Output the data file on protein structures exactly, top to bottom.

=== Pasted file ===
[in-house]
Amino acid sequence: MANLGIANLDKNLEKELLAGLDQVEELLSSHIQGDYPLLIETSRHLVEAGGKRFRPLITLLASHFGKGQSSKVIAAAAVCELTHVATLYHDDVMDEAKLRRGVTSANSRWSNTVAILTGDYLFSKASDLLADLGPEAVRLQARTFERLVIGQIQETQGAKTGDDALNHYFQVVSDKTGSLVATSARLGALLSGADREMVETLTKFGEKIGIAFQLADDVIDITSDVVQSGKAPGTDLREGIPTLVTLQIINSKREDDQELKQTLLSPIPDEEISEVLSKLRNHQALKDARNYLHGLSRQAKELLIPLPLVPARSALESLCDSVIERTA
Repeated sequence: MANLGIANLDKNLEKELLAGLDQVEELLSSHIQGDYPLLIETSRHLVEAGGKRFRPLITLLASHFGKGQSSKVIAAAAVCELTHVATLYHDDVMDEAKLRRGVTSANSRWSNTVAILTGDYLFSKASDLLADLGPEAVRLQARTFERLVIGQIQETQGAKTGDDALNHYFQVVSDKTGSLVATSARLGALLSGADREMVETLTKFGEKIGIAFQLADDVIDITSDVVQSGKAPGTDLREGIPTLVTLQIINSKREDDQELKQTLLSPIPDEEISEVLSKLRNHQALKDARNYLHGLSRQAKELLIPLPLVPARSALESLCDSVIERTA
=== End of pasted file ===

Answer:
[in-house]
Amino acid sequence: MANLGIANLDKNLEKELLAGLDQVEELLSSHIQGDYPLLIETSRHLVEAGGKRFRPLITLLASHFGKGQSSKVIAAAAVCELTHVATLYHDDVMDEAKLRRGVTSANSRWSNTVAILTGDYLFSKASDLLADLGPEAVRLQARTFERLVIGQIQETQGAKTGDDALNHYFQVVSDKTGSLVATSARLGALLSGADREMVETLTKFGEKIGIAFQLADDVIDITSDVVQSGKAPGTDLREGIPTLVTLQIINSKREDDQELKQTLLSPIPDEEISEVLSKLRNHQALKDARNYLHGLSRQAKELLIPLPLVPARSALESLCDSVIERTA
Repeated sequence: MANLGIANLDKNLEKELLAGLDQVEELLSSHIQGDYPLLIETSRHLVEAGGKRFRPLITLLASHFGKGQSSKVIAAAAVCELTHVATLYHDDVMDEAKLRRGVTSANSRWSNTVAILTGDYLFSKASDLLADLGPEAVRLQARTFERLVIGQIQETQGAKTGDDALNHYFQVVSDKTGSLVATSARLGALLSGADREMVETLTKFGEKIGIAFQLADDVIDITSDVVQSGKAPGTDLREGIPTLVTLQIINSKREDDQELKQTLLSPIPDEEISEVLSKLRNHQALKDARNYLHGLSRQAKELLIPLPLVPARSALESLCDSVIERTA